This was all a far cry from the Bondi Icebergs where I regularly swam in Sydney. The Icebergs is a swimming club situated on the cliffs overlooking Bondi Beach. The 50m seawater-filled pool was separated from the ocean by a mere concrete wall over which the breakers would curl when the tide was high, crashing into the pool and causing a tidal swell as I swam my lengths.

The Icebergs, has been completely remodelled since those days. This is to its detriment in my opinion, as is the way the rest of Sydney has been rethought.

After only a few attempts to swim indoors I gave it up and took up running instead. This is when I read the book which gave rise to the title of this piece. There followed a seven-year hiatus during which I ran many miles. When I check my Garmin history and review the training schedule, the number of miles I’d cover in the weeks and months, I am amazed. About as far from being a natural runner as you could be, I always struggled.

Weighing around 105kg, it was hard to move that much bulk around. Being largely muscle, there was nowhere I could lose weight from, so I just persevered. I completed many half-marathons, quite a few off-road marathons, and some ultra-distance events before the question finally defeated me.

Anyone who runs will know the question I mean. It’s the one on everyone’s lips when you tell them what you did last weekend. Particularly if what you did was attempt to cover 86 non-stop gruelling, rugged miles along The Ridgeway trail in under 24 hours, or something similar. They always say. “Why do you do it?”

         We runners always smile ruefully and enjoy that moment, but I was always stuck for an answer. Even when I asked myself I could find no good answer. Eventually the lack of a good reason became too much to ignore. Having always endured and never enjoyed, the best I could come up with was that I enjoyed when the running was over. I ran because I loved stopping running. I ran because I couldn’t bear swimming in England. So, I stopped running.

The withdrawals bothered me for a short time. The embarrassment at how many pairs of running shoes I owned, how many endurance backpacks, but once they were all boxed up in the garage it ceased to be a problem. The Ridgeway 86-mile Challenge will start without me this year and good luck to everyone taking part.*

Thoughts of running also come to me as my 105kg bulk slips through the water with very little drag. I often think of running as my knees don’t hurt after another swim. The endurance-running back pain that has never recurred in the pool. What about the question? Well, I swim because I like to swim. Whenever people ask me how quickly I cover 50m, I make a note to stop speaking to that person.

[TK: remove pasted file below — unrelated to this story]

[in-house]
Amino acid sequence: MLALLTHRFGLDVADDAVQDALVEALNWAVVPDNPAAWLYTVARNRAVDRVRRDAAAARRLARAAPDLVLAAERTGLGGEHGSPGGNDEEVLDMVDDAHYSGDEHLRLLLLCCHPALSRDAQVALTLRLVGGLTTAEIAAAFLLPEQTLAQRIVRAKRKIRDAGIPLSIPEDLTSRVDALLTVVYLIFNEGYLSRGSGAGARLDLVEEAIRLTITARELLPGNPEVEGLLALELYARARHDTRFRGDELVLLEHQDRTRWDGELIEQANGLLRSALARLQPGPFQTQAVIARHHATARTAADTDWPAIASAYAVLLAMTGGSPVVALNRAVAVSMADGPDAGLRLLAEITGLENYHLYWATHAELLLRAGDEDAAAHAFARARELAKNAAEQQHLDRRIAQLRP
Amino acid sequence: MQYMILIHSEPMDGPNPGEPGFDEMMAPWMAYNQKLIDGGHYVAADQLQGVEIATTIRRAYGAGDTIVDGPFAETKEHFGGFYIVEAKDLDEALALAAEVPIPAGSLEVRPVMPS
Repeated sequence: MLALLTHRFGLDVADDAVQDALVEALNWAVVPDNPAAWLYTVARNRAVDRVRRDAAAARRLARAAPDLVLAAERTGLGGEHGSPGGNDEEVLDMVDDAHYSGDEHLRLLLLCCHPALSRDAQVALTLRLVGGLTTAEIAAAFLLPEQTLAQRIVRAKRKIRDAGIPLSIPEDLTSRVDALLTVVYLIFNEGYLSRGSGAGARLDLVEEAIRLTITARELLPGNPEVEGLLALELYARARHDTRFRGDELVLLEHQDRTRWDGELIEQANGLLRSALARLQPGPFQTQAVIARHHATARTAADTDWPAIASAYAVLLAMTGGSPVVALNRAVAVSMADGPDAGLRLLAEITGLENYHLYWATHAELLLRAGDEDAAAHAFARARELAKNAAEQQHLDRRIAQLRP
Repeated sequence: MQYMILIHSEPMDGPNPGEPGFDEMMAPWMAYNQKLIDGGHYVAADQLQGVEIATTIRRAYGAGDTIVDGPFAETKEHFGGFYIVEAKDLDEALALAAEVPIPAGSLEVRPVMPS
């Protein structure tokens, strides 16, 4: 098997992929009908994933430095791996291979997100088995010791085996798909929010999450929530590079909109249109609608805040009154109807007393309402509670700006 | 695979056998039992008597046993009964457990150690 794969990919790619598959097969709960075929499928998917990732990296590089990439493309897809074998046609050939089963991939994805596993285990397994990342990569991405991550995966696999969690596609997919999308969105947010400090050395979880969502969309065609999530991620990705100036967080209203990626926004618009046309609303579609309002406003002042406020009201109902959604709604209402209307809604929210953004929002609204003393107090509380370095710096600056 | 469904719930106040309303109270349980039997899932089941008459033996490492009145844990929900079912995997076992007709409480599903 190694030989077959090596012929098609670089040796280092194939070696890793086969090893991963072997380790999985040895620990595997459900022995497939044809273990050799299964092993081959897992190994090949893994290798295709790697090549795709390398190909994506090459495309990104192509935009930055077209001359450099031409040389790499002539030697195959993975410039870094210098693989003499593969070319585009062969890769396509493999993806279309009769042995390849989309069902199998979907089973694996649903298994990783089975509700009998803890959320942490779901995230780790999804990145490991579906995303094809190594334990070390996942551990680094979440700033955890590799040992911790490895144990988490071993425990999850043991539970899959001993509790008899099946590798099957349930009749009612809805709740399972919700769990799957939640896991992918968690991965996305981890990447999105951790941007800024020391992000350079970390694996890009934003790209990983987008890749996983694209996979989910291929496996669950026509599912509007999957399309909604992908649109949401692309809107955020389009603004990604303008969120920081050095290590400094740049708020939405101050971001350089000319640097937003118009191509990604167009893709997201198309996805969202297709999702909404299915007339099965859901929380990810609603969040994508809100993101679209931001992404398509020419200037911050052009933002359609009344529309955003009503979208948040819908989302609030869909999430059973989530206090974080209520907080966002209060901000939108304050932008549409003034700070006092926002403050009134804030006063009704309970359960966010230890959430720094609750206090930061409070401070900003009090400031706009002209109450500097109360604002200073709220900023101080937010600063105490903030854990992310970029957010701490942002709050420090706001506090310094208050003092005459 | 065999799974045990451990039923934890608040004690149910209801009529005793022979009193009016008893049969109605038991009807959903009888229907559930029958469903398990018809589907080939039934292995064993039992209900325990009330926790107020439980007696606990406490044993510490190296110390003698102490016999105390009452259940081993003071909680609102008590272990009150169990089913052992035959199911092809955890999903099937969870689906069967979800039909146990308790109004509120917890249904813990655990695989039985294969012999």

Having been introduced to outdoor swimming by my brother**, himself a one-time leading-light of the all-year-round outdoor swimming community, I now go to a couple of the outdoor pools around London***. In summer, the temperatures rise to a respectable and manageable low 20s degrees C, while in winter they often drop to low single figures.

While I have swum at 4 degrees, I’m a bit of a wimp and have retreated indoors when it drops that low. This year I am intending to try and swim into the winter. It will entail not running away when the water temperature drops into single figures as before, instead pushing through the pain barrier wherever it takes me.

Venturing onto a path that my brother has trodden before raises the spectre of competition. Happily, he progressed so far along that path I can have no illusions about competing with him. His achievements are too numerous and impressive for me to countenance. I must simply doff my cap to him and carry on.

It is my decision to not allow any competition or performance matters to break into my enjoyment of simply being in the water. I do it for me and that is all you need to know.

The title of this piece is a bit misleading. It’s not so much what I think about when I think about swimming, more what I think about when I am swimming. My aim is to achieve that no-thought state when I swim. To move through the water until everything disappears. The pressures of life, any disappointments, growing pains, all that stuff. And when it has gone there’s only the water and me.

I will often smile when that state emerges from the chaos of my thoughts. That’s when I know I am happy.

* I attempted the Ridgeway Challenge three times and never completed it. My best result was 61miles before I dropped out

** Acknowledgement to John Donald possibly the best brother a man could have, certainly the best ice swimmer I have ever met

*** Acknowledgment to Uxbridge Lido and Parliament Hill Lido for their superb outdoor swimming facilities.